Special Issue "Glassy Materials Based Microdevices"

A special issue of Micromachines (ISSN 2072-666X). This special issue belongs to the section "Micro-/Nano-system and Technology".

Deadline for manuscript submissions: 1 July 2018

Special Issue Editors

Guest Editor
Dr. Giancarlo C. Righini

1 “Enrico Fermi” Historical Museum of Physics and Study & Research Centre, Italy
2 “Nello Carrara" Institute of Applied Physics (IFAC), National Research Council, Italy
Website | E-Mail
Interests: glassy and glass-ceramic materials; nanostructured materials; microfabrication; integrated optics; optical microresonators
Guest Editor
Dr. Nicoletta Righini

Research Institute on Ecosystems and Sustainability (IIES), National Autonomous University of Mexico (UNAM), Morelia, Mexico
Website | E-Mail
Interests: animal eco-physiology and behavior; nutritional ecology; integrative biology; biological analyses

Special Issue Information

Dear Colleagues,

Microtechnology has changed our world since the last century, when silicon microelectronics revolutionized sensor, control and communication areas, with applications extending from domotics to automotive, and from security to biomedicine. The present century, however, is also seeing an accelerating pace of innovation in glassy materials; as an example, glass-ceramics, which successfully combine the properties of an amorphous matrix with those of micro- or nano-crystals, offer a very high flexibility of design to chemists, physicists and engineers, who can conceive and implement advanced microdevices. In a very similar way, the synthesis of glassy polymers in a very wide range of chemical structures offers unprecedented potential of applications. The contemporary availability of microfabrication technologies, such as direct laser writing or 3D printing, which add to the most common processes (deposition, lithography and etching), facilitates the development of novel or advanced microdevices based on glassy materials. Biochemical and biomedical sensors, especially with the lab-on-a-chip target, are one of the most evident proofs of the success of this material platform. Other applications have also emerged in environment, food, and chemical industries.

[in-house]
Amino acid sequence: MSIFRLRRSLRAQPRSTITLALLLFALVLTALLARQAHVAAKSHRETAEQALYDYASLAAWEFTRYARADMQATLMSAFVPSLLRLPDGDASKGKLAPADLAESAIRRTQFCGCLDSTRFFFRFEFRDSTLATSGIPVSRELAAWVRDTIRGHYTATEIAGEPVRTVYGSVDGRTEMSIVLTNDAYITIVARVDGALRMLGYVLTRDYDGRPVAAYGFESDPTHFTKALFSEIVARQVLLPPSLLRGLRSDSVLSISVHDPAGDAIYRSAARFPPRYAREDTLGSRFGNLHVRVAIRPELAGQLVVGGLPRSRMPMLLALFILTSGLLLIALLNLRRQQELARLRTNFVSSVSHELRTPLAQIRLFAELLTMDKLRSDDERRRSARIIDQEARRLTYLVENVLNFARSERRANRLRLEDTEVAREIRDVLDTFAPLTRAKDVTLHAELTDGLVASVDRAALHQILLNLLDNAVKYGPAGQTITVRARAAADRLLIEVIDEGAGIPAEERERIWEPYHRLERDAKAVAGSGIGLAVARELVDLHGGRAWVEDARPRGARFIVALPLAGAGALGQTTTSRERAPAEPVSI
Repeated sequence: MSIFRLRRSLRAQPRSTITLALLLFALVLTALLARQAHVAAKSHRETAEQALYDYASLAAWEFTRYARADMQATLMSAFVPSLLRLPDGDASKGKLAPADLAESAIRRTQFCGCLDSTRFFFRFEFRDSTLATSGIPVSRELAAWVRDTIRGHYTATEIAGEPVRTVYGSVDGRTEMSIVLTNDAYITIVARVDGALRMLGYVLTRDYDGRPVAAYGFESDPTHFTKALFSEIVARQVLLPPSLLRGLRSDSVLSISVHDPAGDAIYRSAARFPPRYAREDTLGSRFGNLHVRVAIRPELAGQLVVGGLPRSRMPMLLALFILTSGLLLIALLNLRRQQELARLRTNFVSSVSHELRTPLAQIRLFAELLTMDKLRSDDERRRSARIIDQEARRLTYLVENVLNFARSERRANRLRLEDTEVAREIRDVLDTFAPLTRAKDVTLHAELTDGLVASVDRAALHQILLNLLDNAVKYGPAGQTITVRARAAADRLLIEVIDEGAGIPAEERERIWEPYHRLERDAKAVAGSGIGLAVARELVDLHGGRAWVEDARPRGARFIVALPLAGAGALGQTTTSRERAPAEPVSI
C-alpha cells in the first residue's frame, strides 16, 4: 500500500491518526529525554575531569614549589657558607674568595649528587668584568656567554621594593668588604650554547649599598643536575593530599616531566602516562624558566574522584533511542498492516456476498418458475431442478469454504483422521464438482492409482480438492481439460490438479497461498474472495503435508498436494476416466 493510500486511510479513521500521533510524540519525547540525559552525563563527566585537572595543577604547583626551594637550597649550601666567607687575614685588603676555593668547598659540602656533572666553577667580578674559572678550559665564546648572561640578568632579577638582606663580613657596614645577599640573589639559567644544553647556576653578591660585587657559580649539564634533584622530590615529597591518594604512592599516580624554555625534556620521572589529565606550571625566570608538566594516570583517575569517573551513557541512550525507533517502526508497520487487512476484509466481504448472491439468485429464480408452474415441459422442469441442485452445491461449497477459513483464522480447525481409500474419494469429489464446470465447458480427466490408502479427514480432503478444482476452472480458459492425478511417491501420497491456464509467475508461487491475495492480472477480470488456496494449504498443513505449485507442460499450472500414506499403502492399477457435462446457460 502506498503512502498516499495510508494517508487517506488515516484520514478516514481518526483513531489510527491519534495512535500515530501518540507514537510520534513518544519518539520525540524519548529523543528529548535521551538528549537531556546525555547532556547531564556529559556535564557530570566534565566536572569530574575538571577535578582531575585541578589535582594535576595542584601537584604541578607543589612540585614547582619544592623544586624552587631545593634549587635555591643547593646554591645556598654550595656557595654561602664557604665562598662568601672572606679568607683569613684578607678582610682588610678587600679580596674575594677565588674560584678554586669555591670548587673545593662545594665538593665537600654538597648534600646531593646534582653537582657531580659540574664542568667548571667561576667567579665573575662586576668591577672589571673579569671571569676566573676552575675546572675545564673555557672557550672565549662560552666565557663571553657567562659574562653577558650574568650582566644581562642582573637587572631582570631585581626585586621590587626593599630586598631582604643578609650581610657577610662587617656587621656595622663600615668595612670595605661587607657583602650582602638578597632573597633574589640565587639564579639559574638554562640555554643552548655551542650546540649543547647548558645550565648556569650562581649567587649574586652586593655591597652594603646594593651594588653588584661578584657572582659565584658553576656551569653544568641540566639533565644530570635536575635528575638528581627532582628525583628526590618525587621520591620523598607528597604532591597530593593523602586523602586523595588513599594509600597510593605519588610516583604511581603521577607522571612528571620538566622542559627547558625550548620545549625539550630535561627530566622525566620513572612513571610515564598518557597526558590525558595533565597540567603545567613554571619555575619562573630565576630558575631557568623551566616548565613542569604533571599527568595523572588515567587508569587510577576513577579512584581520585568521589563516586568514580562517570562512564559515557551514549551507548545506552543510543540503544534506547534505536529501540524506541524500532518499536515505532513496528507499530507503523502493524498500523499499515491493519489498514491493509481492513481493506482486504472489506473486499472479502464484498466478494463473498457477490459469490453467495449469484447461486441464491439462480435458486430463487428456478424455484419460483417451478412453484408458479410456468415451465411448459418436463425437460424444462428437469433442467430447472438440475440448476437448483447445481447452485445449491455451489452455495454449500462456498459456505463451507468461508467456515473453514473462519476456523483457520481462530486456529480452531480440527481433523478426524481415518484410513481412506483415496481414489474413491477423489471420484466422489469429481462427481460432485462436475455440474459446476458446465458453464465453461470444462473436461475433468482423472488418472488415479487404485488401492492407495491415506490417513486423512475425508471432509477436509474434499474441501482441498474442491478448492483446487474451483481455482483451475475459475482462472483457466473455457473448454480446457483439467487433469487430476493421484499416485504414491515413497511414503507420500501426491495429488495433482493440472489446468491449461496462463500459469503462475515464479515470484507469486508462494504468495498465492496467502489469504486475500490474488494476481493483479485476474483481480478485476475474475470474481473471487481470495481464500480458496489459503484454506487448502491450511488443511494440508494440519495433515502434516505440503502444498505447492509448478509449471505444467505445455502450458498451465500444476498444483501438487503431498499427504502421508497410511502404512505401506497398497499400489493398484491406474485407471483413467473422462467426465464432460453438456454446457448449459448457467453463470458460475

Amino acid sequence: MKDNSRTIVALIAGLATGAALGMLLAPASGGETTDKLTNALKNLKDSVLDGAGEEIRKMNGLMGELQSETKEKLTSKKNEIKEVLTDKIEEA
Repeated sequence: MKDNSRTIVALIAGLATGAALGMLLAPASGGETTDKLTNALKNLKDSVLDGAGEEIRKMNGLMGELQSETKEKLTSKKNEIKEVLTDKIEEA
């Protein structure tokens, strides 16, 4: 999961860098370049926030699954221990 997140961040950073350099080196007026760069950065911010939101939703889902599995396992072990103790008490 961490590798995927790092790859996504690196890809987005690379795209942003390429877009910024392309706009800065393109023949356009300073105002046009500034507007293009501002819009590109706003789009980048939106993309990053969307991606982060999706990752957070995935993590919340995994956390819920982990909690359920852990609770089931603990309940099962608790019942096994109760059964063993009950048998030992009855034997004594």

The present Special Issue of Micromachines aims at reviewing the current state-of-the-art and presenting perspectives of further development. Contributions related to the technologies, glassy materials, design and fabrication processes, characterization, and, eventually, applications are welcome.

Papers in all areas of glass, glass-ceramic, and polymer microdevices will be considered, including but not limited to:

  • Smart glasses and smart polymers
  • Synthesis of glassy materials for microdevice fabrication
  • Microtechnologies for glassy microdevices
  • Laser writing of microstructures/microdevices
  • 3D printing with glassy materials
  • Structural/topographical analysis of glassy microdevices
  • Optical glassy microdevices
  • Optical fiber microdevices
  • Micromechanical and optomechanical glassy devices
  • Glass microresonators
  • Glassy-material based sensors
  • Microfluidics in glassy materials
  • Microreactors
  • Microdevices for electrophoresis
  • Particle detection and sorting
  • Integration technologies
  • Microdevices for nanomedicine
  • Functionalization of glassy microdevices
  • Biological sensing in glassy microdevices
  • Applications in chemical industry
  • Applications in life sciences
  • Applications in energy

Contributions dealing with the latest work in the field and reviews on all aspects of glassy-materials-based microdevices will be considered.

Dr. Giancarlo C. Righini
Dr. Nicoletta Righini
Guest Editors

Manuscript Submission Information

Manuscripts should be submitted online at www.mdpi.com by registering and logging in to this website. Once you are registered, click here to go to the submission form. Manuscripts can be submitted until the deadline. All papers will be peer-reviewed. Accepted papers will be published continuously in the journal (as soon as accepted) and will be listed together on the special issue website. Research articles, review articles as well as short communications are invited. For planned papers, a title and short abstract (about 100 words) can be sent to the Editorial Office for announcement on this website.

Submitted manuscripts should not have been published previously, nor be under consideration for publication elsewhere (except conference proceedings papers). All manuscripts are thoroughly refereed through a single-blind peer-review process. A guide for authors and other relevant information for submission of manuscripts is available on the Instructions for Authors page. Micromachines is an international peer-reviewed open access monthly journal published by MDPI.